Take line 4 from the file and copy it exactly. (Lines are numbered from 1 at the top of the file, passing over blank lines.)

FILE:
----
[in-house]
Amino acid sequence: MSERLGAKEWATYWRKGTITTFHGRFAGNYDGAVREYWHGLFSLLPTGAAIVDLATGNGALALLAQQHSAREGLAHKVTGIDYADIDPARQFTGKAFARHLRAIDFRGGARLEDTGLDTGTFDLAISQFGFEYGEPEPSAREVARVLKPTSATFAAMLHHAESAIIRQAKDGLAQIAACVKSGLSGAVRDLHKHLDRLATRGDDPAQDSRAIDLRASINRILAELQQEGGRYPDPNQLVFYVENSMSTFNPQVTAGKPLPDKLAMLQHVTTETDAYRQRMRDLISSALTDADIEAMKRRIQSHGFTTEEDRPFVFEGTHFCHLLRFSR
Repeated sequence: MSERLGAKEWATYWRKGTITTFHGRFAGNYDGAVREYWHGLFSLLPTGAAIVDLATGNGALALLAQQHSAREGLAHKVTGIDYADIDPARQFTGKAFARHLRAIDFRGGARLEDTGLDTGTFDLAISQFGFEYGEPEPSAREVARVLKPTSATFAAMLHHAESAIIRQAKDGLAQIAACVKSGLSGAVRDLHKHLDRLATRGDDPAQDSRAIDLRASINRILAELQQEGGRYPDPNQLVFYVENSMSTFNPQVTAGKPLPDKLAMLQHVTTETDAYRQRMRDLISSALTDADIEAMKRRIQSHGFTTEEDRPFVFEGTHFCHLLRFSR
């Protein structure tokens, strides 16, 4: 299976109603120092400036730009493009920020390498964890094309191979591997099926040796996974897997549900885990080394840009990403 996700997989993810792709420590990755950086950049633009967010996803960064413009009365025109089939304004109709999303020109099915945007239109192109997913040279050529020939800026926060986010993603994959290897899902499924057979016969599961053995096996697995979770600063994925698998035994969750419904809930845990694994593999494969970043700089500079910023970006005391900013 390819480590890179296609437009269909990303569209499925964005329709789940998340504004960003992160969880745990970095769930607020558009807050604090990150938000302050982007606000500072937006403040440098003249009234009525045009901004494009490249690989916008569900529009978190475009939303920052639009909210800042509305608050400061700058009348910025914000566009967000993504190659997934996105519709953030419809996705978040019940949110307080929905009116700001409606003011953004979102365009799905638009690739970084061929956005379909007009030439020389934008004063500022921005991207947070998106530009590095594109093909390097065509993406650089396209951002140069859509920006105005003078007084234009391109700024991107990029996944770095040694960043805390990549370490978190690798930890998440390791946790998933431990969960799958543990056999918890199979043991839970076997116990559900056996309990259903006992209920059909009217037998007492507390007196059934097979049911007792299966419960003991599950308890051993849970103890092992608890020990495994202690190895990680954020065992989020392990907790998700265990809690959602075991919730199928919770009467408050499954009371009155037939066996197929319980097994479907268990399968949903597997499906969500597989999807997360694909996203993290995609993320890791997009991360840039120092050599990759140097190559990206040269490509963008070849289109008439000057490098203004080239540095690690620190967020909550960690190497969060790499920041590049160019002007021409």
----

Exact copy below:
């Protein structure tokens, strides 16, 4: 299976109603120092400036730009493009920020390498964890094309191979591997099926040796996974897997549900885990080394840009990403 996700997989993810792709420590990755950086950049633009967010996803960064413009009365025109089939304004109709999303020109099915945007239109192109997913040279050529020939800026926060986010993603994959290897899902499924057979016969599961053995096996697995979770600063994925698998035994969750419904809930845990694994593999494969970043700089500079910023970006005391900013 390819480590890179296609437009269909990303569209499925964005329709789940998340504004960003992160969880745990970095769930607020558009807050604090990150938000302050982007606000500072937006403040440098003249009234009525045009901004494009490249690989916008569900529009978190475009939303920052639009909210800042509305608050400061700058009348910025914000566009967000993504190659997934996105519709953030419809996705978040019940949110307080929905009116700001409606003011953004979102365009799905638009690739970084061929956005379909007009030439020389934008004063500022921005991207947070998106530009590095594109093909390097065509993406650089396209951002140069859509920006105005003078007084234009391109700024991107990029996944770095040694960043805390990549370490978190690798930890998440390791946790998933431990969960799958543990056999918890199979043991839970076997116990559900056996309990259903006992209920059909009217037998007492507390007196059934097979049911007792299966419960003991599950308890051993849970103890092992608890020990495994202690190895990680954020065992989020392990907790998700265990809690959602075991919730199928919770009467408050499954009371009155037939066996197929319980097994479907268990399968949903597997499906969500597989999807997360694909996203993290995609993320890791997009991360840039120092050599990759140097190559990206040269490509963008070849289109008439000057490098203004080239540095690690620190967020909550960690190497969060790499920041590049160019002007021409």